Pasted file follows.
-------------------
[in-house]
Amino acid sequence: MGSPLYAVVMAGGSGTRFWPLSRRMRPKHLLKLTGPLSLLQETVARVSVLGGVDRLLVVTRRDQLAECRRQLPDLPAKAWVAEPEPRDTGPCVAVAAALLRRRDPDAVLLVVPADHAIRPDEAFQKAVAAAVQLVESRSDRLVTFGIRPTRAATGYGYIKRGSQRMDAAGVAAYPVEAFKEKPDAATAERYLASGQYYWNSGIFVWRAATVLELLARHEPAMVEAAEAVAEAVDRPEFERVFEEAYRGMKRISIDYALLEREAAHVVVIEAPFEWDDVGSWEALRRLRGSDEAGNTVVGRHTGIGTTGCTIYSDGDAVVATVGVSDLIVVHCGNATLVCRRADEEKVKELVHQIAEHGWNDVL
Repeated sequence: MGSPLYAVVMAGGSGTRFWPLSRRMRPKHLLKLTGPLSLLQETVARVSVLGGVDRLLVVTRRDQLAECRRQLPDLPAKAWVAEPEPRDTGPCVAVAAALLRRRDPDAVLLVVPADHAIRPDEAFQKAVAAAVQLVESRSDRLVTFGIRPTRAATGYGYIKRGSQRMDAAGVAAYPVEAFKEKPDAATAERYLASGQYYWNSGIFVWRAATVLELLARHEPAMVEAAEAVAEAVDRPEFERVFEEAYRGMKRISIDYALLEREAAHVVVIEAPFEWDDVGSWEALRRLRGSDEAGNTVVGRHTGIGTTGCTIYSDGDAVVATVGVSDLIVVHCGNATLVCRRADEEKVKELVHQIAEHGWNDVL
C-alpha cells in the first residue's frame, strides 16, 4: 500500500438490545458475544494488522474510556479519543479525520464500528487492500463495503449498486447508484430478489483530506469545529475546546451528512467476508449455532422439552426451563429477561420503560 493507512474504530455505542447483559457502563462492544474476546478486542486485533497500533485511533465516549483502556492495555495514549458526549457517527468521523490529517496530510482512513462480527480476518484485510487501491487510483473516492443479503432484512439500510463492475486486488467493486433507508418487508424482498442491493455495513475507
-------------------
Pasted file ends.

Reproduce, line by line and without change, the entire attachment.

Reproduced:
[in-house]
Amino acid sequence: MGSPLYAVVMAGGSGTRFWPLSRRMRPKHLLKLTGPLSLLQETVARVSVLGGVDRLLVVTRRDQLAECRRQLPDLPAKAWVAEPEPRDTGPCVAVAAALLRRRDPDAVLLVVPADHAIRPDEAFQKAVAAAVQLVESRSDRLVTFGIRPTRAATGYGYIKRGSQRMDAAGVAAYPVEAFKEKPDAATAERYLASGQYYWNSGIFVWRAATVLELLARHEPAMVEAAEAVAEAVDRPEFERVFEEAYRGMKRISIDYALLEREAAHVVVIEAPFEWDDVGSWEALRRLRGSDEAGNTVVGRHTGIGTTGCTIYSDGDAVVATVGVSDLIVVHCGNATLVCRRADEEKVKELVHQIAEHGWNDVL
Repeated sequence: MGSPLYAVVMAGGSGTRFWPLSRRMRPKHLLKLTGPLSLLQETVARVSVLGGVDRLLVVTRRDQLAECRRQLPDLPAKAWVAEPEPRDTGPCVAVAAALLRRRDPDAVLLVVPADHAIRPDEAFQKAVAAAVQLVESRSDRLVTFGIRPTRAATGYGYIKRGSQRMDAAGVAAYPVEAFKEKPDAATAERYLASGQYYWNSGIFVWRAATVLELLARHEPAMVEAAEAVAEAVDRPEFERVFEEAYRGMKRISIDYALLEREAAHVVVIEAPFEWDDVGSWEALRRLRGSDEAGNTVVGRHTGIGTTGCTIYSDGDAVVATVGVSDLIVVHCGNATLVCRRADEEKVKELVHQIAEHGWNDVL
C-alpha cells in the first residue's frame, strides 16, 4: 500500500438490545458475544494488522474510556479519543479525520464500528487492500463495503449498486447508484430478489483530506469545529475546546451528512467476508449455532422439552426451563429477561420503560 493507512474504530455505542447483559457502563462492544474476546478486542486485533497500533485511533465516549483502556492495555495514549458526549457517527468521523490529517496530510482512513462480527480476518484485510487501491487510483473516492443479503432484512439500510463492475486486488467493486433507508418487508424482498442491493455495513475507